Opposition bungles YESAB stats

The NDP Opposition has asserted that the government favours mining projects through the territory's environmental assessment process, but it doesn't have the facts to back it up.

The NDP Opposition has asserted that the government favours mining projects through the territory’s environmental assessment process, but it doesn’t have the facts to back it up.

“When compared to agricultural proposals or other permitted land uses, this Yukon Party government is three times more likely to vary (the Yukon Environmental and Socio-economic Assessment Board’s) recommendations in favour of mining development,” said MLA Jim Tredger in the legislature yesterday.

But NDP staff could not support the claim, except to say that the figure came from YESAB.

Information prepared by the board, meanwhile, tells a different story.

YESAB collects statistics on the outcomes of the assessment process, which are available to interested parties.

The board is responsible for assessing many different kinds of land development projects, including mining, forestry, agricultural and other uses.

It must examine the potential negative environmental and socio-economic impacts of the project, and make a recommendation based on the work.

The board can either recommend that the project go ahead, that the project go ahead with certain mitigating terms and conditions, or that the project not go ahead.

The recommendation is made to whoever has the ultimate say over the project, which is typically the government, but can also include First Nations.

With the exception of the very largest projects, the government or governments responsible can then chose to accept, modify, or reject YESAB’s recommendation.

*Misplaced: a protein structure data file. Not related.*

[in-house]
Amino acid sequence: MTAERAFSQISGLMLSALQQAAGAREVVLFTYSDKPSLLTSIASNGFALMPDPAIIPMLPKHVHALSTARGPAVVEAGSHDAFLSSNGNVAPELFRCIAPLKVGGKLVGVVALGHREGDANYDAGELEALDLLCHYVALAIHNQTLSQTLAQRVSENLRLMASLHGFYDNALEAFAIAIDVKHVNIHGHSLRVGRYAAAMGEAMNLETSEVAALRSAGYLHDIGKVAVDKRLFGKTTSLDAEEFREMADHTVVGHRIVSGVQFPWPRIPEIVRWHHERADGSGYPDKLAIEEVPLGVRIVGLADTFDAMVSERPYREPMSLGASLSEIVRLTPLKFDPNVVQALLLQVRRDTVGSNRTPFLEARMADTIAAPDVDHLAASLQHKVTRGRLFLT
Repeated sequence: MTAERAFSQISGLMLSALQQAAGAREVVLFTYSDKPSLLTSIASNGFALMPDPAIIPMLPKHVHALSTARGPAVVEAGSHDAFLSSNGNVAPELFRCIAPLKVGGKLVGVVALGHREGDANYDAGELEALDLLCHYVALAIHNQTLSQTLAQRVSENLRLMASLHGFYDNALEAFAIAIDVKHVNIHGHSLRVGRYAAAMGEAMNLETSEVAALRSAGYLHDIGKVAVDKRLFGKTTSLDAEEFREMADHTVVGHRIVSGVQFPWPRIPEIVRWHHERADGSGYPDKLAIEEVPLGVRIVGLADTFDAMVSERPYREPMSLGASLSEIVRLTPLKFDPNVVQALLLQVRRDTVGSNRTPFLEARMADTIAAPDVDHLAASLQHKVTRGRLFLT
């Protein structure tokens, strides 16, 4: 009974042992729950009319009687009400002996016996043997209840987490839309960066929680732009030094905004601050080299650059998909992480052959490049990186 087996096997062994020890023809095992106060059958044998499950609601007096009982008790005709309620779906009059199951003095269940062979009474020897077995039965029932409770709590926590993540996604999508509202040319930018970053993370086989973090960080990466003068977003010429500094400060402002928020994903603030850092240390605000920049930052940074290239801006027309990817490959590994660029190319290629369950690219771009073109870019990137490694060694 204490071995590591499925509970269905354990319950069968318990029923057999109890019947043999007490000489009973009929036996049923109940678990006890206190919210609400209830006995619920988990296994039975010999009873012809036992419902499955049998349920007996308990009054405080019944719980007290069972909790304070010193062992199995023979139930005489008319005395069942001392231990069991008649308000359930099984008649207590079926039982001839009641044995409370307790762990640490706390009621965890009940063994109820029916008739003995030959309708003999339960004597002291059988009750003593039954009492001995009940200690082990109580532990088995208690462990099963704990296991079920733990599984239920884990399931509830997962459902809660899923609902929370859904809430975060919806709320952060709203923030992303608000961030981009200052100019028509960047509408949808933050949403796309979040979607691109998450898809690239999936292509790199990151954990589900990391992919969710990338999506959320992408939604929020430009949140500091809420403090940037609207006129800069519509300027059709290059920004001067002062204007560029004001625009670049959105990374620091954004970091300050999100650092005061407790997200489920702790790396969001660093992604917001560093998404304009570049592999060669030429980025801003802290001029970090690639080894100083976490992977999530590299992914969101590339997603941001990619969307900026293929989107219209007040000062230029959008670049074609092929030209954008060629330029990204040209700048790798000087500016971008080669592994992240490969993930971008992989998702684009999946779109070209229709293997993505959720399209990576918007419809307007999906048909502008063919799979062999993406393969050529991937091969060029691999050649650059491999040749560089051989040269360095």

In the vast majority of cases, YESAB recommends that the project proceed with some conditions attached, according to data shared with the News.

And among those cases, the government modifies the terms and conditions most of the time.

It is true that recommendations regarding mining projects are modified by the government at a higher rate compared with other projects, but the difference is not as dramatic as the NDP has suggested.

Between Nov. 28, 2005 and March 8, 2012, 478 placer and quartz mining projects were evaluated by YESAB.

The board recommended that 97 per cent of those projects go ahead with some conditions attached, and the government varied those terms and conditions in 79 per cent of the cases.

Among projects in all sectors assessed between Nov. 28, 2005 and Dec. 31, 2012, the government modified the terms and conditions 65 per cent of the time.

The numbers are not directly comparable because they cover slightly different time frames, but a rough calculation suggests that modifications are made to about 57 per cent of the non-mining project recommendations.

By that figure, the government is about 40 per cent more likely to make modifications to the terms and conditions for a mining project, not 300 per cent as the NDP claimed.

Further, there is much that the data does not show.

It cannot tell us whether modifications made by the government are more restrictive or more lenient compared with those recommended by YESAB.

There is no observed trend one way or another, said Stephen Mills, chair of the board.

Still, YESAB would like to see the rate of modifications go down, he said.

The government has the ability to make comments on the proposal through the assessment process, so in an ideal world the parties would agree on the mitigating conditions by the end of it, said Mills.

“We need to work with the regulators and the decision bodies to make sure that these terms and conditions can be enforced and can be put into the licenses as issued.”

Contact Jacqueline Ronson at


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